Since the peg was put in place, many financial wizards have been writing articles saying, "They are doing it all WRONG!"

Well, I guess after people have been used to fucking you over, Switzerland, they are never going to be happy till you let them fuck you again.


Yea, I agree.

Switzerland said to say to the rest of the world,  "FUCK YOU"


Ghordius's picture

I agree with barliman, even though the diplomatic and neutral Swiss would never say it in those terms. The political fight in Switzerland is already ongoing, with the conservatives lobbying for floating and the industries (including tourism and banking) for the floor.

Note that the SNB is a semi-private institution older than the FED (in fact, the FED is a bad copy of the SNB). It belongs mostly to the State's Banks (Cantonal Banks) which belong mostly to the Swiss States (Cantons).

My two cents: the floor will hold as long as needed, no way speculation in the Soros fashion can touch it. It's a question of will, not firepower.

"From a Dollar-perspective the Swiss Franc and/or Swiss assets (real estate) might look attractive at current exchange rates and attract buyers."

I disagree. From a Dollar perspective, everything will look better and better, but Swiss real estate is already at very high prices and often difficult to understand for outsiders (just look at the lowest home-ownership rate of the first world).

Urban Redneck's picture

Swiss assets (real estate) might look attractive at current exchange rates and attract buyers-

Swiss property might look attractive in an f/x vaccuum, but the cost of ownership includes subjecting one's worldwide income to Swiss taxation.  Even without the current intentional housing bubble (which is largely the result of structural excentricities in the local market and less the result of CB ZIRP madness induced speculation) Swiss real estate is generally a very unattractive proposition, unless one is actually a natural born and extremely xenophobic Swiss citizen.  Then there is the fact that taxes and maintenance must be paid in CHF, so if the peg breaks, the carrying cost on that vacation home explodes upwards from an already very high level.  CAVEAT EMPTOR.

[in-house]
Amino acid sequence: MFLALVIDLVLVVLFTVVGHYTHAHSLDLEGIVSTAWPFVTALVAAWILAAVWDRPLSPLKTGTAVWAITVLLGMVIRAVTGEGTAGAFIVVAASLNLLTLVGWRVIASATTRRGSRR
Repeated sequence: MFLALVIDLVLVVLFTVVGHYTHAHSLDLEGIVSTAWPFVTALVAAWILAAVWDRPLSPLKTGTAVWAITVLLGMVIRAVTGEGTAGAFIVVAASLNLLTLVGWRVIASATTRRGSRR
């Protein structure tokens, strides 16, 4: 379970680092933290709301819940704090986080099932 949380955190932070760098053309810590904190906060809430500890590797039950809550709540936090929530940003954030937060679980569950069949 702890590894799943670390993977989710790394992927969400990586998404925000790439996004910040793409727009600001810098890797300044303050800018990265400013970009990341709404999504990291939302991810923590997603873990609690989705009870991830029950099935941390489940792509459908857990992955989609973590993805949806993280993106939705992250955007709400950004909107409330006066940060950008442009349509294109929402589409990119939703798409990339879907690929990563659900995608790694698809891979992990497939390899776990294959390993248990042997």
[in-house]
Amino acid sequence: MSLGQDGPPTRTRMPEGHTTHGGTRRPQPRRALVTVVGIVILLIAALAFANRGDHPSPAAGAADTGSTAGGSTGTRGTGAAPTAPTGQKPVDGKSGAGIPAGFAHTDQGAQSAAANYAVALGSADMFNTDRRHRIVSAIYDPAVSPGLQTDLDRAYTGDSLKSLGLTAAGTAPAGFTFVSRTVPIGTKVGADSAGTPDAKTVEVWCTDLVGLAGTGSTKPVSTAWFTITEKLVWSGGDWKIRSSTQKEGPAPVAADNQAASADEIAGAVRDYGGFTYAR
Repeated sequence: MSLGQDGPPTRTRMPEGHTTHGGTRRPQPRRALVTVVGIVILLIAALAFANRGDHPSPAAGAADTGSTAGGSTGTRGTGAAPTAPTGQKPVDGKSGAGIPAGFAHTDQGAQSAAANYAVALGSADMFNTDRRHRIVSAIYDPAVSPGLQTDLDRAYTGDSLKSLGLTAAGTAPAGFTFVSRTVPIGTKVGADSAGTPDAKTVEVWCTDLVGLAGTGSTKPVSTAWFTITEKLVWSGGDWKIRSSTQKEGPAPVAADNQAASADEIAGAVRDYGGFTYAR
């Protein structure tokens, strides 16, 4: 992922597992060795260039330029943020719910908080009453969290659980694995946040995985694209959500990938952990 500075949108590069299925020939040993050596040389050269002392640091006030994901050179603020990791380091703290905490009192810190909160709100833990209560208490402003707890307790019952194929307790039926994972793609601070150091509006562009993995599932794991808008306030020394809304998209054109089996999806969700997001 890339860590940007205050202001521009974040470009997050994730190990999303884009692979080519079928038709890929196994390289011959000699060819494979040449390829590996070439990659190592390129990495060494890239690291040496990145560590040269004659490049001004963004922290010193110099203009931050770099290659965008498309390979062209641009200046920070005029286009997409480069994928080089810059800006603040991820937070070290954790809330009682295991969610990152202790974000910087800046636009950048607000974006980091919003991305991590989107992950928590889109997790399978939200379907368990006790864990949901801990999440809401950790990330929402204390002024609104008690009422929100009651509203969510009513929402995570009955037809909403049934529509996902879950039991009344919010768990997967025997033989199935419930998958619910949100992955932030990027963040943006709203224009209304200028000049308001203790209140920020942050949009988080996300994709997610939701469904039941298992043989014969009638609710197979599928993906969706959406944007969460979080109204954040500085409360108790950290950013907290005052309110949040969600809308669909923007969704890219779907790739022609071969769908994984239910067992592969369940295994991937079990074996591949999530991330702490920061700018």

For a huge portion of those domiciled in Switzerland, renting property makes more sense than buying it.

Ratscam's picture

instead of buying physical Swiss real estate, you rather buy real estate exposure with some stocks of PSP, Mobimo and SPS. There you have your mobile Swiss real estate exposure including yields of up to 3%.

koperniuk666's picture

Swiss property is not overvalued - It did not bubble;

And is currently undervalued according to Economist;

The build quality should also be factored in - Swiss houses are very well built and built to last.

And prices are rising in Switzerland right now

veyron's picture

The swiss balance sheet looks like a wedge of swiss cheese: full of holes

Ahmeexnal's picture

You should try REAL swiss cheese sometime.

MikeMcGspot's picture

The Swiss are the ultimate preppers.

They are ready to weather a long storm.

Nations of the world should emulate their example of resilience.

Change memes without a lot of embarrassed cover up.

When the $#S Delta don’t make sense quit your bitchen about the SHTF and PTB,

Move on.

Get medieval on the ass of bull shit.

Be accountable and responsible.

Have integrity and fun .

Or not…

From your Canton wherever it may be.


Poor Grogman's picture

Accumulating CHF anticipating the peg to go I don't see too much downside here for the time being.

As far as R/E goes, Ireland has got to be a better deal hasn't it?

MikeMcGspot's picture

Lots depends on how the vote go in Wisconsin tomorrow. Venus is in transit too, the "Watson, market algo will be watching, refactoring to their liking. Me too.


Acorn10012's picture

Hoping for a clear sky tomorrow at sunset.

MikeMcGspot's picture

I love so how the patterns of astronomy are recalibrated with such precision to leverage history. And the sight of venus dancing across the sun. The story of our people.

Freebird's picture

Wanna know, how friggin bad EC has to get before the SNB say ok enough of pegging. Swiss exporters have had a ride for some months at at these levels. Stronger chf equates to internal deflation. Rock & hard place. Where is the line? Answers on a postcard please to "golden bullet" (tm) @ Freebird Central Bank punta com

Yen Cross's picture

 The " problem" SNB has , is everyone was { LONG} chf last year! ( intervention)  The SNB has to buy euros this time around!

   I suspect the Swiss are short (eur/xau).

blindman's picture

speaking of david and goliath...
the american citizen is the new indian pt1
john trudell and alex jones
" it is all about energy, think more believe less."j.t.
aka graffiti man.

." it is a disease that travels through the minds
and through the generations."

" if jesus were alive today he would throw up

and never stop." anon?
The Jews Behind US Spy Drones
what won't the state do for pork and
greater influence and power? and which state?
the swiss and italians, and many others,
are falling way behind in the great drone
race of the 21st century. just imagine
the skies the world over full of armed
drones doing surveillance and strikes and
being controlled remotely, perhaps by artificial
intelligence and algorithms of unknown or
unrevealable origin, national security, and also
being hacked by unknown and unknowable sources.
you see, it is security and preparedness that
will settle the minds and lives of the many.
let us get on with it then. you must be brave
in this new world order thingamajig and whatchama-
call it century.
the amount of stupid in the world appears to be
infinite while actual intelligence is rare